There are really only two big movies opening this weekend. One involves the boy wizard, the other a fat Australian guy who threw a telephone at somebody. (Remember that?) I’ve seen both films and will be reviewing them in detail when I have a spare moment. For now, I’ll just run down my very brief thoughts, and then we can all move on with our lives. This is the preferred way to do business, I’m sure, because it keeps you from hearing much from me, and allows you more free time to, say, rake leaves or write your father an impassioned letter that you never intend to send. Either way, we’ll be done shortly. Worry not, Muggles!
Of course, the biggest movie this weekend (and maybe one of the biggest movies ever, based on early estimates) is ‘Harry Potter and the Deathly Hallows, Part 1‘. The final chapter of the magical saga has been split down the middle, with half of the story being unleashed this weekend and the other half being released next summer. Let it be said now: The filmmakers have found a logical ending place in this first movie. Let it also be said: You’ll be screaming to the heavens wanting to see the second part. (It’s a true cliffhanger.) I really loved this movie, and am more and more certain that David Yates – a BBC vet who was hired by Warner Bros. for his fast, cheap work ethic – has become the visionary of the franchise. By the time all is said and done, he’ll have helmed four entries in the saga, and his stylistic influences are deeply felt with this one. (His insistence on getting the kids into the real world, the de-saturation of color, etc.) One thing Yates does really well is keep the perspective with the kids. Every once in a while, we’ll see what old Voldemort (Ralph Fiennes, who looks in danger of very literally chewing the scenery) is up to, but we really stick near the kids. It’s great stuff.
If you’ve read the books, you know that a large portion of the first part of the story is about the kids going on an extended run from the dark forces, which is sort of a road movie within the magic universe. Yes, this does drag a bit in the film, but you always get the sense of paranoia and apocalyptic doom just around the corner (or over the next mountaintop). Aiding this is Alexandre Desplat’s riveting score, the best of the series. (Sorry, John Williams.) But, ultimately, this is still half the story, and it looks like it will end in truly spectacular fashion, if this first film is any indication.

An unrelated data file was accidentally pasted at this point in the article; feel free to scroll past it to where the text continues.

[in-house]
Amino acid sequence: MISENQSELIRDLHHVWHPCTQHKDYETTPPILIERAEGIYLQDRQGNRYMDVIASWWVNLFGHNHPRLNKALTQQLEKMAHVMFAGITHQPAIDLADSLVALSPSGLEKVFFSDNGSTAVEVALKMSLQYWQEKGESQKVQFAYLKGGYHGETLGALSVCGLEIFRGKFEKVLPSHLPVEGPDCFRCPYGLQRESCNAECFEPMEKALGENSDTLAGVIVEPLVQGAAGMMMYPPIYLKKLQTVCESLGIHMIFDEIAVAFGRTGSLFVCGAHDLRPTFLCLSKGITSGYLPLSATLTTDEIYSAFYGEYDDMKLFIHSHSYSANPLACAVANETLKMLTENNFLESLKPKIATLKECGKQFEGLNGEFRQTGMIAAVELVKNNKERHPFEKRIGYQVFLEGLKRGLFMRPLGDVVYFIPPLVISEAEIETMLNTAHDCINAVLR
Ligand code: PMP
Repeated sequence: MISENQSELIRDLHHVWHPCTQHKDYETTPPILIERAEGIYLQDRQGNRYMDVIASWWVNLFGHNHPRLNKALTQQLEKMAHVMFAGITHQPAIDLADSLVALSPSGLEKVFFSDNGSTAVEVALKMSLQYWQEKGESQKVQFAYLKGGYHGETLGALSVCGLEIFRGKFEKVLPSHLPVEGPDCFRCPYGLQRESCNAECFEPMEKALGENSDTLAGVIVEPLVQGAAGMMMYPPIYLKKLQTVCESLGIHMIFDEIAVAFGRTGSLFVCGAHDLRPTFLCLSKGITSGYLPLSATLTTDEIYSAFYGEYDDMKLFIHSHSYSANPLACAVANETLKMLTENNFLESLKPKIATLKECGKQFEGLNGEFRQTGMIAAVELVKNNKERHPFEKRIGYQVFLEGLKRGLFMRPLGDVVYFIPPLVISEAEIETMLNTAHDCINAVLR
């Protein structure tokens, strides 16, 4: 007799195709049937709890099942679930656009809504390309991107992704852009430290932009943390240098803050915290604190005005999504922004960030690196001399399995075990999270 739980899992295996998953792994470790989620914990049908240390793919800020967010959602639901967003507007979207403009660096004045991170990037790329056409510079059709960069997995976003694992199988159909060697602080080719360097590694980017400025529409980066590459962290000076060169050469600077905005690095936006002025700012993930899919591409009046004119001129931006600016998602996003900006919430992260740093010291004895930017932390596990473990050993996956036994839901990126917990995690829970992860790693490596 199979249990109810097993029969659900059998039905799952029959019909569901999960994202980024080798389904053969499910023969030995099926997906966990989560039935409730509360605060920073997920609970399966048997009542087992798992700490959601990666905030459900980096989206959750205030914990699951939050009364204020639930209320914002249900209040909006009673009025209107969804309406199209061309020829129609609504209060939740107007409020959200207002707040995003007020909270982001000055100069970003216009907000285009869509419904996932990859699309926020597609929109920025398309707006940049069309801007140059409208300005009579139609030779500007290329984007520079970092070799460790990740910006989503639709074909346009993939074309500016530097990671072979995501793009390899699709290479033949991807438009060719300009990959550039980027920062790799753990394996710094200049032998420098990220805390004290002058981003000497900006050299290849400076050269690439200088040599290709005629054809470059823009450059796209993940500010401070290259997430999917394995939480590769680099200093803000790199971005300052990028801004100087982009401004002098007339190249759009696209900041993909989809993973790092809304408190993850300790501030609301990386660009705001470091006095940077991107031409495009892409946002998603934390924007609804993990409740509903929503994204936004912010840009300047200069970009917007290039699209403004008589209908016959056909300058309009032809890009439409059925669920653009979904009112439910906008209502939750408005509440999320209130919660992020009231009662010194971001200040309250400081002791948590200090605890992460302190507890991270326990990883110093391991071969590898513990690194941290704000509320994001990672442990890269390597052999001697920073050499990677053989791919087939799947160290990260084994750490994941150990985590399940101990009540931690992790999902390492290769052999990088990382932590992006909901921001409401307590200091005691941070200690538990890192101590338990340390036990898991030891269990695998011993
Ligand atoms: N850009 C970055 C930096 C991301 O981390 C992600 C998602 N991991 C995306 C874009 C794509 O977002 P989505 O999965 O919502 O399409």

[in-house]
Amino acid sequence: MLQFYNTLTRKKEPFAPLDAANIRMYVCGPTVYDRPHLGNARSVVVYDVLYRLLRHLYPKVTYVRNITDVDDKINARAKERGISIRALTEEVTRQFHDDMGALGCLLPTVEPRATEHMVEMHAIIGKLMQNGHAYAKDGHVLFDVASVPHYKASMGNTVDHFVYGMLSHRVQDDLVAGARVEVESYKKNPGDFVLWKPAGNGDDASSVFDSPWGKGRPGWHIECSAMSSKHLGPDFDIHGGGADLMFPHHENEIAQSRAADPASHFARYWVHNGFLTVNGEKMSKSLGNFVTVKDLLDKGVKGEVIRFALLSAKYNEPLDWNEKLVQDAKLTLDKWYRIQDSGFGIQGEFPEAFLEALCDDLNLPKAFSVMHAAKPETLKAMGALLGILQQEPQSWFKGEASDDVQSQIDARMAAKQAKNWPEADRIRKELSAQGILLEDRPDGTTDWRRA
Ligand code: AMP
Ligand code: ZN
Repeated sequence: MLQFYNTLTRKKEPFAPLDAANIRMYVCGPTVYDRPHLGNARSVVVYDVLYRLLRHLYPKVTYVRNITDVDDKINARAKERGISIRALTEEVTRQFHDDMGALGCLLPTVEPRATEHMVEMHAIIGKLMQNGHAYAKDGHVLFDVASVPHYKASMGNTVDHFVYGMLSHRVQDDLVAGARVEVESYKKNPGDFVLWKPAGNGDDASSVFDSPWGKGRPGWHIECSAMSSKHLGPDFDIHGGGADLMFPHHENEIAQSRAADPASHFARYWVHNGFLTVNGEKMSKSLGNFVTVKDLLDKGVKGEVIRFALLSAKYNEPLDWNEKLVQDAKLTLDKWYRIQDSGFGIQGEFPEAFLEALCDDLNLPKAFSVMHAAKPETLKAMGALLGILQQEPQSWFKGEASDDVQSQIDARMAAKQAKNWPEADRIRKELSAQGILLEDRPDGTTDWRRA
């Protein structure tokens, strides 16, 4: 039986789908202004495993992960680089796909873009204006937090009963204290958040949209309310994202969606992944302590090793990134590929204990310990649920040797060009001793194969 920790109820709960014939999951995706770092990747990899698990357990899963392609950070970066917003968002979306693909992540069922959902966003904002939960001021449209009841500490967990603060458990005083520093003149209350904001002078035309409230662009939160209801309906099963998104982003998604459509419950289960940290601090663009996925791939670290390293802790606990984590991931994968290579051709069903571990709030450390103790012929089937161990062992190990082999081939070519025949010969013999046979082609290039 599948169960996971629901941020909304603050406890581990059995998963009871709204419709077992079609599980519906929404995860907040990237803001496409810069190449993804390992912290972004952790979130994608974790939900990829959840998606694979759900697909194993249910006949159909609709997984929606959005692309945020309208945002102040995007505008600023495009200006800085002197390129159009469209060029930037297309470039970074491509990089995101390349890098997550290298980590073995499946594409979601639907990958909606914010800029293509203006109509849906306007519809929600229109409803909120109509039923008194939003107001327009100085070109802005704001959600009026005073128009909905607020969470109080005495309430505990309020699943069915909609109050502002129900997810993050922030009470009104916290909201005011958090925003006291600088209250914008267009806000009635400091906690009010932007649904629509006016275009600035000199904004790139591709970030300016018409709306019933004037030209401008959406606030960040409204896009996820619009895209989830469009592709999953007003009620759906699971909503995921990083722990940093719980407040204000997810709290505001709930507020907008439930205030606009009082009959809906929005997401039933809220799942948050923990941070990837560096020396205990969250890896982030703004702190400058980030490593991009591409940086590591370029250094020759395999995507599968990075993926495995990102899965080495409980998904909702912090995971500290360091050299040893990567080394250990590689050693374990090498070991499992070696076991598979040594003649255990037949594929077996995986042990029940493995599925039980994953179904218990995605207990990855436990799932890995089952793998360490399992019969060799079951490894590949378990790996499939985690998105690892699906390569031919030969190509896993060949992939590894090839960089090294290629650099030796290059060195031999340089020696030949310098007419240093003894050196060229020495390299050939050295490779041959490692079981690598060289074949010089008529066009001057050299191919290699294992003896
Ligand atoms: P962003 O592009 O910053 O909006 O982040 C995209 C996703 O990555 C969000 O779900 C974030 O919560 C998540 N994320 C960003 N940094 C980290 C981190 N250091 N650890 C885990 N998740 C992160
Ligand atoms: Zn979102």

In less spectacular fashion, Paul Haggis, the Academy Award-winning filmmaker behind ‘Crash‘ (ick) and ‘In the Valley of Elah‘ (double ick), adapts a French thriller called ‘Pour Elle’ into ‘The Next Three Days‘. Its very strained conceit is that Russell Crowe’s wife, played by the always lovely Elizabeth Banks, has been convicted of murder and is about to get moved from a regional prison to a more legit one upstate. She’s also, coincidentally, run out of appeals. So Crowe concocts a hair-brained scheme to bust her out of jail before she can be moved.
The results are just… silly. Haggis, a preachy filmmaker who relies less on talent and more on raw nerve, thinks he’s above the obviously pulpy material. He’s clumsy and ill equipped for the emotional and theatrical beats inherent in this kind of thriller. The movie crawls by, eclipsing the two-hour-mark without much tension or excitement. Earlier in the day, I saw a movie with the exact same running time: Peter Weir’s ‘The Way Back’. That film, based on a true story, is about a gang of Siberian prison inmates who walk from Siberia to India in the height of World War II. In ‘The Next Three Days’, Russell Crowe gets beat up by Wu Tang Clan member RZA.
On the other hand, it does feature an occasionally fine Danny Elfman score.
Skip ‘The Next Three Days’ and stand in line for ‘Potter’. It’ll be worth it for a genuinely magical time.